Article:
Cast-Iron Architecture in New York

Cast-iron architecture is a purely American invention, and the largest concentration of cast-iron buildings is in SOHO. Practical, easy to maintain, durable, and inexpensive cast-iron buildings started appearing in the 1840s but gained popularity by the 1860s. Cast-iron storefronts were made from pre-fabricated molds and, therefore, were cheaper and faster to produce than the ones…

Hoboken: a tiny town with a huge history

Overlooked by tourists and snubbed by New Yorkers as the place located on the other side of the Hudson, Hoboken boasts quite a remarkable history that goes well beyond being the birthplace of Sinatra and home to the best freshly-made mozzarella this side of the Atlantic. 17th century to the American Revolution   Located on the…

Art Deco in New York (1920s-1930s)

Art Deco was the first architectural style in America that didn’t look back to historical styles for inspiration. It rejected historical precedents and emerged as the first truly original modern style of architecture. Art Deco was not just an architectural style but a movement that influenced fashion, art, homewares, and interior design in the 1920s…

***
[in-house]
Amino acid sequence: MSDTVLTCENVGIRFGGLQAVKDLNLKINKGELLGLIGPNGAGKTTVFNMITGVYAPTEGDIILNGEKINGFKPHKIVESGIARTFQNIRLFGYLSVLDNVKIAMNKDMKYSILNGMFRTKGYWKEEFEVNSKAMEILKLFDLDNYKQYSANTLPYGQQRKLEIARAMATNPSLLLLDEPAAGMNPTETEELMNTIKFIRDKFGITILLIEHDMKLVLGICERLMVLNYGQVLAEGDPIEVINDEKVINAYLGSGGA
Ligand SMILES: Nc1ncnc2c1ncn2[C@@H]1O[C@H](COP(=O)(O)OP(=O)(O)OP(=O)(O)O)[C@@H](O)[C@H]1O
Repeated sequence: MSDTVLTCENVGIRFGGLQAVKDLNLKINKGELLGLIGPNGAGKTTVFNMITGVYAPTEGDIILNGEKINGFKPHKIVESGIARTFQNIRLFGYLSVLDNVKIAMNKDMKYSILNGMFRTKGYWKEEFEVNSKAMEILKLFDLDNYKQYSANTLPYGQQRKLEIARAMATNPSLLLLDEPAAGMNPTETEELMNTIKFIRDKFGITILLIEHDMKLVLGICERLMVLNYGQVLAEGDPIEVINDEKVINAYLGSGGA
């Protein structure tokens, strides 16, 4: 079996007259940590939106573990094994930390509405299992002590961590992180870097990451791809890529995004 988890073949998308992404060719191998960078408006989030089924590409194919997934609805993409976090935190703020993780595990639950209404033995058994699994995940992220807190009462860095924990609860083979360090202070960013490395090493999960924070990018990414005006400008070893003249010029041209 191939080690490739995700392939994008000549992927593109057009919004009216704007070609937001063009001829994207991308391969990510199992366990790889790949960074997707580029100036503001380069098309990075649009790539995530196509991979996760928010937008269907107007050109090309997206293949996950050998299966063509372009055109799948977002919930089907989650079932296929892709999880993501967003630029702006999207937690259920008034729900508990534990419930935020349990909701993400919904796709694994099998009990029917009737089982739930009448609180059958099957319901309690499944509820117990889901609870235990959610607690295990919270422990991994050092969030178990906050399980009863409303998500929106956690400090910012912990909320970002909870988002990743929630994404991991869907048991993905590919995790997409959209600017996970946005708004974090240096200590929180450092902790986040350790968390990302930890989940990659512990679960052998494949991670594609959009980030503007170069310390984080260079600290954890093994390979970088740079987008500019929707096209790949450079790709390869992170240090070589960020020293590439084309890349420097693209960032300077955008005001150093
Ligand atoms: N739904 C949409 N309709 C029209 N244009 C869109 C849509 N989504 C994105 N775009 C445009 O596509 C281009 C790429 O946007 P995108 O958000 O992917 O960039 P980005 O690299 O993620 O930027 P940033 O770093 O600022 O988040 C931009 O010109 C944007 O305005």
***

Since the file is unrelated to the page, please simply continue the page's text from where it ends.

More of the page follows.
Greek Revival in New York (1825 to 1860)

Greek Revival was the first architectural style in America not based on a British style. American culture was steeped in the English tradition, and even after the American Revolution, the aesthetics were still English. It changed after the War of 1812 when the British attempted once again to take over. The need to establish a…